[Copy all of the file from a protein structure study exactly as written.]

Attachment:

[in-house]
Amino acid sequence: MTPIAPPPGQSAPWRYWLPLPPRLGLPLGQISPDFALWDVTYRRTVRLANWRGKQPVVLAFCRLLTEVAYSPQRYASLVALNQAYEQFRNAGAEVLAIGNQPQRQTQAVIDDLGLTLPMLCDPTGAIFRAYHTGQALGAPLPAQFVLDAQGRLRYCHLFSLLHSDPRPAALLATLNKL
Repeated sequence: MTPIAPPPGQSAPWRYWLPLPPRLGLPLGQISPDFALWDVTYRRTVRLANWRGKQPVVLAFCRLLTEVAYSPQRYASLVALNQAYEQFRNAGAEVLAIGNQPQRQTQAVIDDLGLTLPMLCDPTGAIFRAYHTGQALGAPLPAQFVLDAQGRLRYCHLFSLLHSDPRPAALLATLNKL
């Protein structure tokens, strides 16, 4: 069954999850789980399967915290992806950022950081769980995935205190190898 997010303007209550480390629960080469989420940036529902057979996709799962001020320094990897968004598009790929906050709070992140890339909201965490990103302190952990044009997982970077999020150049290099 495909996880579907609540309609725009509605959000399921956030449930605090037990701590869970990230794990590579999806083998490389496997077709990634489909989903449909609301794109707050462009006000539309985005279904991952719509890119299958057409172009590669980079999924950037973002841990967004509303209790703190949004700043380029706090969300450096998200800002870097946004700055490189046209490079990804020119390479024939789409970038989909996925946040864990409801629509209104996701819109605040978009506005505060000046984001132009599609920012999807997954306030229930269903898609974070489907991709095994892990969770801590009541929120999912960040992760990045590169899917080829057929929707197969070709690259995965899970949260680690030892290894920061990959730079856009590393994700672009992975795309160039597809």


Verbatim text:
[in-house]
Amino acid sequence: MTPIAPPPGQSAPWRYWLPLPPRLGLPLGQISPDFALWDVTYRRTVRLANWRGKQPVVLAFCRLLTEVAYSPQRYASLVALNQAYEQFRNAGAEVLAIGNQPQRQTQAVIDDLGLTLPMLCDPTGAIFRAYHTGQALGAPLPAQFVLDAQGRLRYCHLFSLLHSDPRPAALLATLNKL
Repeated sequence: MTPIAPPPGQSAPWRYWLPLPPRLGLPLGQISPDFALWDVTYRRTVRLANWRGKQPVVLAFCRLLTEVAYSPQRYASLVALNQAYEQFRNAGAEVLAIGNQPQRQTQAVIDDLGLTLPMLCDPTGAIFRAYHTGQALGAPLPAQFVLDAQGRLRYCHLFSLLHSDPRPAALLATLNKL
């Protein structure tokens, strides 16, 4: 069954999850789980399967915290992806950022950081769980995935205190190898 997010303007209550480390629960080469989420940036529902057979996709799962001020320094990897968004598009790929906050709070992140890339909201965490990103302190952990044009997982970077999020150049290099 495909996880579907609540309609725009509605959000399921956030449930605090037990701590869970990230794990590579999806083998490389496997077709990634489909989903449909609301794109707050462009006000539309985005279904991952719509890119299958057409172009590669980079999924950037973002841990967004509303209790703190949004700043380029706090969300450096998200800002870097946004700055490189046209490079990804020119390479024939789409970038989909996925946040864990409801629509209104996701819109605040978009506005505060000046984001132009599609920012999807997954306030229930269903898609974070489907991709095994892990969770801590009541929120999912960040992760990045590169899917080829057929929707197969070709690259995965899970949260680690030892290894920061990959730079856009590393994700672009992975795309160039597809």